Shortly after our son Skyler turned one year old, he began to have severe coughing spells. These went on for several months and during that time his pediatrician tried virtually every cough suppressant under the sun. After about three months of this continuous coughing and many attempts by the pediatrician to get it under control, we were asleep one night when Skyler woke up coughing and gasping for breath; at one point he even stopped breathing for several seconds.
The next day, we took him to his pediatrician who finally let us in on something that she had suspected all along – Skyler had asthma. This was not only one of the scariest days of our lives, but this was also the first day of a year that would prove to be very frustrating for our family.
After the appointment with our son’s pediatrician, we purchased a nebulizer and began what would be the first of countless breathing treatments. From the time Skyler was 14-17 months old, he was on breathing treatments every 3-4 hours, virtually around the clock, for months at a time. In addition to the breathing treatments, Skyler was frequently sick and put on antibiotics as often as 1-2 times per month. (Not to mention that he was also being treated for severe allergy symptoms, even though tests revealed that he did not in fact have any allergies at all.) His medication list was so long and involved, that we had to make spreadsheets on the computer so that we could keep up with them all. At the worst of it, Skyler was on seven different types of medication, including steroids. I will never forget the first time I went to the pharmacy and the total bill was over $500.00. I didn’t know whether to cry because of the cost or to cry because our baby “needed” so many medications.
The next year and a half was very difficult because we never knew when the asthma would hit. We lived in constant fear that if we left the house and did not have a nebulizer within reach that Skyler would have a major attack. We were even afraid to leave Skyler with any of our family members for fear that they would not be able to properly handle or recognize an attack.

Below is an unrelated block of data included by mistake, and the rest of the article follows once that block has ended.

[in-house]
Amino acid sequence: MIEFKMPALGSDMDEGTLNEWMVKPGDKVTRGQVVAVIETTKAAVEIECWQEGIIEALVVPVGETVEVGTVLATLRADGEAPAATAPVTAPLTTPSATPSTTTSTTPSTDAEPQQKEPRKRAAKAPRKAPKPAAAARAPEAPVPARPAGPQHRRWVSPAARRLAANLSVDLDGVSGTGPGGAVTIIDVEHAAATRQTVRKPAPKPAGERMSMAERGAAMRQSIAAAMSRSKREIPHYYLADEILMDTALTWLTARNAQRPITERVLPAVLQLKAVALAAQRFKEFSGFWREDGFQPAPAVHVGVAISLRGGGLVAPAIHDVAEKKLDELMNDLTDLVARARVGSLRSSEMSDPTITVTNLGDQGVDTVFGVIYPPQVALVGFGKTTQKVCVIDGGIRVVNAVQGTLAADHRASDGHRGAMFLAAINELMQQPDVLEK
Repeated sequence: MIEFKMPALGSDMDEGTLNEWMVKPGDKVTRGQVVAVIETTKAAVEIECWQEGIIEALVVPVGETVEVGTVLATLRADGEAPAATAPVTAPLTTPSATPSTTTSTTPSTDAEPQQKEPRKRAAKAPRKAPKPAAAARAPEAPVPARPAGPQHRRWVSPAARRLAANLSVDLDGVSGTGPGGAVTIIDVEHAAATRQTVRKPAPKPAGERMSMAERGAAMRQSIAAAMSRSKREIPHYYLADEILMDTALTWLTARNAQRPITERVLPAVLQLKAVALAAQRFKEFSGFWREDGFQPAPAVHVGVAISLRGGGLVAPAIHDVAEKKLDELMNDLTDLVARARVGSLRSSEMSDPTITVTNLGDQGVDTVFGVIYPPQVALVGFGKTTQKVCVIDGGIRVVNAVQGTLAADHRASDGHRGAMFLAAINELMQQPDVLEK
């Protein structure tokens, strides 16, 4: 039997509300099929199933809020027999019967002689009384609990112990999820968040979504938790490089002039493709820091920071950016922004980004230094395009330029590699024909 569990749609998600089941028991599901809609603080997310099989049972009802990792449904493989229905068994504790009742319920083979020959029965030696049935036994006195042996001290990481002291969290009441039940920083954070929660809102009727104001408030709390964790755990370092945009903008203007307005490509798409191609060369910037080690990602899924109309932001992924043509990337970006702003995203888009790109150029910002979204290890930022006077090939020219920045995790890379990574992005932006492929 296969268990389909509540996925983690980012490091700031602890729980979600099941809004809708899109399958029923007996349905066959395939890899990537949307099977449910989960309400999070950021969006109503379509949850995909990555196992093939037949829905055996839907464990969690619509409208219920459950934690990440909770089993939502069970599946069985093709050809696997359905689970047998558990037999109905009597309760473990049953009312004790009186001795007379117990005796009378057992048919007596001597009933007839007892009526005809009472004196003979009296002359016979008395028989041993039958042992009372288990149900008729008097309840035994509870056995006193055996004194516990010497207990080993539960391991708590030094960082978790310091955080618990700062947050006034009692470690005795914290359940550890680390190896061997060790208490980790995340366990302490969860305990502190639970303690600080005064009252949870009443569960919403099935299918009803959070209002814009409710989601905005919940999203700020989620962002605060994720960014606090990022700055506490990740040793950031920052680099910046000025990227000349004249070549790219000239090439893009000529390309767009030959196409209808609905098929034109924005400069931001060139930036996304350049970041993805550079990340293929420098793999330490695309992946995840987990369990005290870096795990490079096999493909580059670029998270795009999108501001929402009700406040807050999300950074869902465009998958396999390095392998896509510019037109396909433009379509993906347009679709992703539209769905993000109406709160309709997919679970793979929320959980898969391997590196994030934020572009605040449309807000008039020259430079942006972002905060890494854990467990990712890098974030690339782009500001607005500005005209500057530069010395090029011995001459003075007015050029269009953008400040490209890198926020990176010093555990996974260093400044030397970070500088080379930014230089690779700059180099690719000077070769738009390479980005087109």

By November 2007, we were at the end of our rope. We had just taken Skyler to an ear, nose and throat doctor who advised us that our only remaining hope was to remove Skyler’s adenoids. However, at this time the doctor also informed us that even with the surgery, Skyler might still have asthma. I remember going home that day and reading about how painful the surgery could be and I vowed that there had to be another way. We weren’t going to put our son through a surgery that “might or might not” help him.
After scouring the internet for alternative ways to treat asthma, it hit me – I myself had been a patient of Drs. Ray and Mary for almost 10 years, why couldn’t he also help Skyler? Why did it take so long for me to think of it? I called the office, spoke with the receptionist, and inquired as to whether or not they had seen success in small children with asthma and she firmly said, “YES.” As the saying goes, the rest is history!
Skyler has now been under Drs. Ray’ and Mary’s care for about eighteen months and he is doing better than we could ever have imagined. In the past eighteen months he has had maybe half a dozen breathing treatments. These breathing treatments were either still early in Skyler’s treatment with Dr. Ray or during the spring or fall, when Skyler’s asthma is typically at its worst. In addition, Skyler has not taken antibiotics once during his treatment with Dr. Ray!
Now, we no longer live in fear of when and where the next attack will hit. We know that during the spring and fall when the asthmatic cough appears to be faithful in our visits to go see Drs. Ray and Mary. If we keep up with our visits to see Drs. Ray and Mary, the asthma is under control and little or no breathing treatments are needed, compared to the treatments we used to do every 3-4 hours for months at a time.
Instead of weekly or daily trips to the pediatrician’s office, we have been only a handful of times in the past eighteen months; twice for routine checkups and a few times to monitor Skyler’s asthma – or lack of.
During the fall of a previous year we had not kept up on Skyler’s visits with Drs. Ray and Mary like we should and he developed a cough (not bad enough for treatment though) and we took him to the pediatrician to have him checked out. The pediatrician listened intently to Skyler’s lungs and could not believe the progress he had made. When we told him about Drs. Ray and Mary, he looked at us skeptically, shrugged his shoulders and said, “Whatever works!” Isn’t it a shame that more pediatricians don’t recommend their patients to doctors like Drs. Ray and Mary? Imagine how many well children there would be in this world…
With all that said, I cannot convey what a blessing it is to have a healthy son, not only a healthy son, but one who can breathe freely. Thank you Drs. Ray and Mary for the compassion and care that you have shown our family. Thank you for allowing us to live our lives without fear of asthma!
Sarah and Skyler A.